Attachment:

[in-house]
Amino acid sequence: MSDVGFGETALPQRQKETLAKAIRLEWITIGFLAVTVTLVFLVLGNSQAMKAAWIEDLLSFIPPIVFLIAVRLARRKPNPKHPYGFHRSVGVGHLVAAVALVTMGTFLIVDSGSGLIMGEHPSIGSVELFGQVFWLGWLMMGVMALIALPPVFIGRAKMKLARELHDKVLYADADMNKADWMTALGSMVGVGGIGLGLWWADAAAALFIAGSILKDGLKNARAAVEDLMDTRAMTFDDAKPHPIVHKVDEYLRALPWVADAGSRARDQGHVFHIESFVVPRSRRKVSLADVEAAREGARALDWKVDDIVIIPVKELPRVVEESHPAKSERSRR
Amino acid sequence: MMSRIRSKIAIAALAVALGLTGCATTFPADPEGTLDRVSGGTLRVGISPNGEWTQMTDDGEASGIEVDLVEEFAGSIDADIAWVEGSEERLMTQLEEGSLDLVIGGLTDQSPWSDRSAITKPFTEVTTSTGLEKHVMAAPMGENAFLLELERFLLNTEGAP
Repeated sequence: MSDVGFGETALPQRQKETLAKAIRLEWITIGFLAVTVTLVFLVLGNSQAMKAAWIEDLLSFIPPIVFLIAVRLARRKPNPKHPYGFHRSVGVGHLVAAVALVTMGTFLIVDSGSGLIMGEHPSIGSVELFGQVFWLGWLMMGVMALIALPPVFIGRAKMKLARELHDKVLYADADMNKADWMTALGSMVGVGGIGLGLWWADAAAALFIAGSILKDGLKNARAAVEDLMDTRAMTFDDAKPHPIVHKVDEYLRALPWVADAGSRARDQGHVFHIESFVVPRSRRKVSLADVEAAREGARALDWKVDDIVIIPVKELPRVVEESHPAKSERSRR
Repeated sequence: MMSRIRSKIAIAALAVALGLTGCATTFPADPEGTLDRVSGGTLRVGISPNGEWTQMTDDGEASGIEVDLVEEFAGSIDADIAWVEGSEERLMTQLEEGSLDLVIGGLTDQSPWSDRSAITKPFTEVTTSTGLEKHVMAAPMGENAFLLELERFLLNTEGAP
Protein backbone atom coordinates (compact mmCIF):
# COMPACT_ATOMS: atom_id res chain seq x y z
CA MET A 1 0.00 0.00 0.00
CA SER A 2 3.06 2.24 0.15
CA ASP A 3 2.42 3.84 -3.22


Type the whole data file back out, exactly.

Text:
[in-house]
Amino acid sequence: MSDVGFGETALPQRQKETLAKAIRLEWITIGFLAVTVTLVFLVLGNSQAMKAAWIEDLLSFIPPIVFLIAVRLARRKPNPKHPYGFHRSVGVGHLVAAVALVTMGTFLIVDSGSGLIMGEHPSIGSVELFGQVFWLGWLMMGVMALIALPPVFIGRAKMKLARELHDKVLYADADMNKADWMTALGSMVGVGGIGLGLWWADAAAALFIAGSILKDGLKNARAAVEDLMDTRAMTFDDAKPHPIVHKVDEYLRALPWVADAGSRARDQGHVFHIESFVVPRSRRKVSLADVEAAREGARALDWKVDDIVIIPVKELPRVVEESHPAKSERSRR
Amino acid sequence: MMSRIRSKIAIAALAVALGLTGCATTFPADPEGTLDRVSGGTLRVGISPNGEWTQMTDDGEASGIEVDLVEEFAGSIDADIAWVEGSEERLMTQLEEGSLDLVIGGLTDQSPWSDRSAITKPFTEVTTSTGLEKHVMAAPMGENAFLLELERFLLNTEGAP
Repeated sequence: MSDVGFGETALPQRQKETLAKAIRLEWITIGFLAVTVTLVFLVLGNSQAMKAAWIEDLLSFIPPIVFLIAVRLARRKPNPKHPYGFHRSVGVGHLVAAVALVTMGTFLIVDSGSGLIMGEHPSIGSVELFGQVFWLGWLMMGVMALIALPPVFIGRAKMKLARELHDKVLYADADMNKADWMTALGSMVGVGGIGLGLWWADAAAALFIAGSILKDGLKNARAAVEDLMDTRAMTFDDAKPHPIVHKVDEYLRALPWVADAGSRARDQGHVFHIESFVVPRSRRKVSLADVEAAREGARALDWKVDDIVIIPVKELPRVVEESHPAKSERSRR
Repeated sequence: MMSRIRSKIAIAALAVALGLTGCATTFPADPEGTLDRVSGGTLRVGISPNGEWTQMTDDGEASGIEVDLVEEFAGSIDADIAWVEGSEERLMTQLEEGSLDLVIGGLTDQSPWSDRSAITKPFTEVTTSTGLEKHVMAAPMGENAFLLELERFLLNTEGAP
Protein backbone atom coordinates (compact mmCIF):
# COMPACT_ATOMS: atom_id res chain seq x y z
CA MET A 1 0.00 0.00 0.00
CA SER A 2 3.06 2.24 0.15
CA ASP A 3 2.42 3.84 -3.22